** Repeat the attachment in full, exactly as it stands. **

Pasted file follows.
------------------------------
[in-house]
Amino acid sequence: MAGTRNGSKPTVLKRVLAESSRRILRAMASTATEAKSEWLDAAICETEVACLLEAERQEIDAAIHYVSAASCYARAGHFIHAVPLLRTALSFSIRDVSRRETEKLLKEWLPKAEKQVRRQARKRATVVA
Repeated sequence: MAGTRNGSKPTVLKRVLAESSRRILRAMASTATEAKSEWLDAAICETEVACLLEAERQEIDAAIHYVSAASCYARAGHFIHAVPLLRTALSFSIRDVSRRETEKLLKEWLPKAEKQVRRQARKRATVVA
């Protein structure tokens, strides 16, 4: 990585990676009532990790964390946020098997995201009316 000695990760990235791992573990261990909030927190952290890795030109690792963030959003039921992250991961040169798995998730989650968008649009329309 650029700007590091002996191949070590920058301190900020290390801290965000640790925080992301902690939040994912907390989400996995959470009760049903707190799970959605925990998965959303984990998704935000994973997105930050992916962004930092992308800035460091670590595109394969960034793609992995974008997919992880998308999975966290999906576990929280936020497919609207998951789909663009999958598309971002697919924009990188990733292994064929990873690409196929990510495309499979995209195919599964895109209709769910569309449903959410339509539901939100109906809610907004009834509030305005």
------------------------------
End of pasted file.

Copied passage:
[in-house]
Amino acid sequence: MAGTRNGSKPTVLKRVLAESSRRILRAMASTATEAKSEWLDAAICETEVACLLEAERQEIDAAIHYVSAASCYARAGHFIHAVPLLRTALSFSIRDVSRRETEKLLKEWLPKAEKQVRRQARKRATVVA
Repeated sequence: MAGTRNGSKPTVLKRVLAESSRRILRAMASTATEAKSEWLDAAICETEVACLLEAERQEIDAAIHYVSAASCYARAGHFIHAVPLLRTALSFSIRDVSRRETEKLLKEWLPKAEKQVRRQARKRATVVA
């Protein structure tokens, strides 16, 4: 990585990676009532990790964390946020098997995201009316 000695990760990235791992573990261990909030927190952290890795030109690792963030959003039921992250991961040169798995998730989650968008649009329309 650029700007590091002996191949070590920058301190900020290390801290965000640790925080992301902690939040994912907390989400996995959470009760049903707190799970959605925990998965959303984990998704935000994973997105930050992916962004930092992308800035460091670590595109394969960034793609992995974008997919992880998308999975966290999906576990929280936020497919609207998951789909663009999958598309971002697919924009990188990733292994064929990873690409196929990510495309499979995209195919599964895109209709769910569309449903959410339509539901939100109906809610907004009834509030305005």